|The aggressively unassuming Regional Weather Control Center|
As is the case for any number of our society's most venerated Truths, the origins of the Regional Weather Control Center in Venice, or RWCC, are shrouded in mystery, and are admittedly rather dubious.
Located in the waters just a short distance off Fondamenta Nove, the discovery of the top-secret site by my son Sandro and I was spurred by a long unbroken string of oppressively gray days during the second winter we lived in here.
We usually have no problem with sunless days during the winter; we expect them. But this particular stretch had gone on for far too long, without even a brief tease of sunlight, and with no hint of ever ending. So long, in fact, that Sandro and I couldn't help but start to wonder if something had jammed up the gears that usually kept our weather systems moving through at a slower or swifter pace, and if the person responsible for minding them had fallen asleep at--or even vacated--his or her post.
For elsewhere, as we could see on national news reports, meteorological conditions varied at least a little from day to day as usual. Only here in the lagoon had everything seemed to stall.
We pondered the question of why.
But we didn't hit upon any kind of satisfying answer until we stumbled into thinking about it in terms of where. Where did weather patterns originate?
Well, as it turned out, from a shabby little structure we passed nearly every day on the number 4.1 or 4.2 vaporetto line, while going to or coming from Sandro's kindergarten.
Indeed, one might take it as concrete evidence of the sheer brilliance of the RWCC creator (or creators) that it is essentially hidden in plain sight.
Like the earliest dwellings in the lagoon, as described in a letter to Theodoric the Ostrogoth by his prefect Cassiodorus in the year 523, the RWCC is stilted just above the surface of the water. Though it, in contrast to those sea bird-like homes of the earliest inhabitants, is constructed not of "osier and wattle" but bricks and cement. While the earliest lagoon structures must have been quite susceptible to drafts, the windowless RWCC appears impervious even to light.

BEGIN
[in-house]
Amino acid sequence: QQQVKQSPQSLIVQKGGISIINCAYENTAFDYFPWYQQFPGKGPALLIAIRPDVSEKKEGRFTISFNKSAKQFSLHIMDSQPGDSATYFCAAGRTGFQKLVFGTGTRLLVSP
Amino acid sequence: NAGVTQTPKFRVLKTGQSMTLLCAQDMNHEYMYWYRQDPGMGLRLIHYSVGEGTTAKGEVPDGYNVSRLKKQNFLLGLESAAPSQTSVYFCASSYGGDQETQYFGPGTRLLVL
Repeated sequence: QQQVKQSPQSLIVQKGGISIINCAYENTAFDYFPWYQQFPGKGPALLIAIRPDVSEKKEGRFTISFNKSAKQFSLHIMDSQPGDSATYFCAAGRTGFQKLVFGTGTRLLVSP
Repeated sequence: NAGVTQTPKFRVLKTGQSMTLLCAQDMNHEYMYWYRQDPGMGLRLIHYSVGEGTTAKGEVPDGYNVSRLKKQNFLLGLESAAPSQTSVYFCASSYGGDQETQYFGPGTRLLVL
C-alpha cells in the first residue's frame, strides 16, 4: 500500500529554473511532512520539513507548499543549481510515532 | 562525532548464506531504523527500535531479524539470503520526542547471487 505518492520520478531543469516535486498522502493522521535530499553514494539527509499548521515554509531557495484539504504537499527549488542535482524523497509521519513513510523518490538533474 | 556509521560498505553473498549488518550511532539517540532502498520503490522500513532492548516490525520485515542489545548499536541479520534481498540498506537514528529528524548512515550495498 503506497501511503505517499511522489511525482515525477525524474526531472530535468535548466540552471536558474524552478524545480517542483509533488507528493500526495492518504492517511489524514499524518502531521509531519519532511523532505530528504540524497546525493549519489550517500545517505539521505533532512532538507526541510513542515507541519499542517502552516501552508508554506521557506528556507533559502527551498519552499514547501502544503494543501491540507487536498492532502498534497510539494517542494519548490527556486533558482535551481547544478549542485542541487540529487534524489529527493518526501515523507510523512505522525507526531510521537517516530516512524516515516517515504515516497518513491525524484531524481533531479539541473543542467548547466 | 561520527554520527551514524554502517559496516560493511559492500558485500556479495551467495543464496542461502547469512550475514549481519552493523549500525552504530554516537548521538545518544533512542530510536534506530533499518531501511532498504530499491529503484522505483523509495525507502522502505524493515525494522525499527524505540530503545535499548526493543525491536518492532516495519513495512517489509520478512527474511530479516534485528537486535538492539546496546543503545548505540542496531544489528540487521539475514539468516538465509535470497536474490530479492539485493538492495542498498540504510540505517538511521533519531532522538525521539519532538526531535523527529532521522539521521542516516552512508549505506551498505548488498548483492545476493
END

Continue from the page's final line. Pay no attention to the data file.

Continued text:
No image of the interior has ever been disseminated, but according to those who have studied, or at least speculated on the matter (my then 5-year-old son and myself), the RWCC is manned by a solitary occupant who tracks national and regional weather conditions on a bank of computer monitors--many of them displaying a live feed from a far-flung battery of surveillance cameras--that nearly fills the small space.*
Based upon these regionally-oriented screens, along with a constant stream of information on broader weather conditions (both in Italy and internationally), the indefatigable controller adjusts meteorological conditions in the lagoon (temperature, cloud cover, precipitation, wind, etc) with an extensive array of levers--rather like those used backstage to raise the curtain or dim the lights for live theatrical performances. For finer adjustments there is also a selection of precisely-calibrated dials.
The fact that the RWCC bears a very general resemblance to the larger, windowed, wooden tidal monitoring (or hydrographic) station you can see near the Punta della Dogana has led to speculation that it was built around the same time. But there is no other evidence to support such a conjecture and, indeed, such a notion raises more questions than it resolves. Chief among them: Where was the RWCC previously located?
Moreover, the differences between the two structures are far more striking than any vague similarity. Unlike the tidal monitoring post, the RWCC is aggressively plain, even downright forbidding: it is both inscrutable and impregnable.
Which, of course, makes perfect sense. For while nobody ever complains about the tides, everyone--as the old saying goes--complains about the weather, though no ever does anything about it.
The appearance of the RWCC--at once inconspicuous and off-putting--seems specifically designed to forestall the possibility that anyone might even be tempted to try.
Not that Sandro and I haven't once or twice over the last few years been driven by a particularly nasty stretch of weather to talk about taking our little boat to the RWCC and pounding on its door to complain. But the consequences of such a rash and unprecedented action are unknown, and, moreover, the power of certain mysterious truths depends upon them never being put to the test.
*Though interior space is limited, it is not so cramped as a purely external perusal of the structure would suggest: the shape, proportions, and materials of the structure's exterior being cleverly designed to appear substantially diminished in the particular lighting conditions of the lagoon.